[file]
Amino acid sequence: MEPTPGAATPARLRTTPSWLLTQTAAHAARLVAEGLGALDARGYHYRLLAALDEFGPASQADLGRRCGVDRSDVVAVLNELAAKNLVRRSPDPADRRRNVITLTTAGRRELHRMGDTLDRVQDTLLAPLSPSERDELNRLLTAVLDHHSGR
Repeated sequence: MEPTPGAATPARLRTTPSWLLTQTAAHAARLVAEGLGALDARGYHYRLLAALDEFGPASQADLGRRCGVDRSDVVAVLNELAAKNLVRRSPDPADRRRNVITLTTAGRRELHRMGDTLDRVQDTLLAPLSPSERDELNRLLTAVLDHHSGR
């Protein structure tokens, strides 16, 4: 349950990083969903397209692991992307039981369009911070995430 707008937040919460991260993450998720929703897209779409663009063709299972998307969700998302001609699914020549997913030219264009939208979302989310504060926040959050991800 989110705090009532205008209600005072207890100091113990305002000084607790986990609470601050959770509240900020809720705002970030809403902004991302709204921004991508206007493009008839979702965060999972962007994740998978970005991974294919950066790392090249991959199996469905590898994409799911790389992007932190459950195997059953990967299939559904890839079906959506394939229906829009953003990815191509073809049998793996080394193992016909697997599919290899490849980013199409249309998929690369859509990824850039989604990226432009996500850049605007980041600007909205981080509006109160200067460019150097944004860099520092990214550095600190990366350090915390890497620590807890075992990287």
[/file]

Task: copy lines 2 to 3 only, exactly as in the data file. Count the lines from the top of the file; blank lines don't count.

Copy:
Repeated sequence: MEPTPGAATPARLRTTPSWLLTQTAAHAARLVAEGLGALDARGYHYRLLAALDEFGPASQADLGRRCGVDRSDVVAVLNELAAKNLVRRSPDPADRRRNVITLTTAGRRELHRMGDTLDRVQDTLLAPLSPSERDELNRLLTAVLDHHSGR
């Protein structure tokens, strides 16, 4: 349950990083969903397209692991992307039981369009911070995430 707008937040919460991260993450998720929703897209779409663009063709299972998307969700998302001609699914020549997913030219264009939208979302989310504060926040959050991800 989110705090009532205008209600005072207890100091113990305002000084607790986990609470601050959770509240900020809720705002970030809403902004991302709204921004991508206007493009008839979702965060999972962007994740998978970005991974294919950066790392090249991959199996469905590898994409799911790389992007932190459950195997059953990967299939559904890839079906959506394939229906829009953003990815191509073809049998793996080394193992016909697997599919290899490849980013199409249309998929690369859509990824850039989604990226432009996500850049605007980041600007909205981080509006109160200067460019150097944004860099520092990214550095600190990366350090915390890497620590807890075992990287």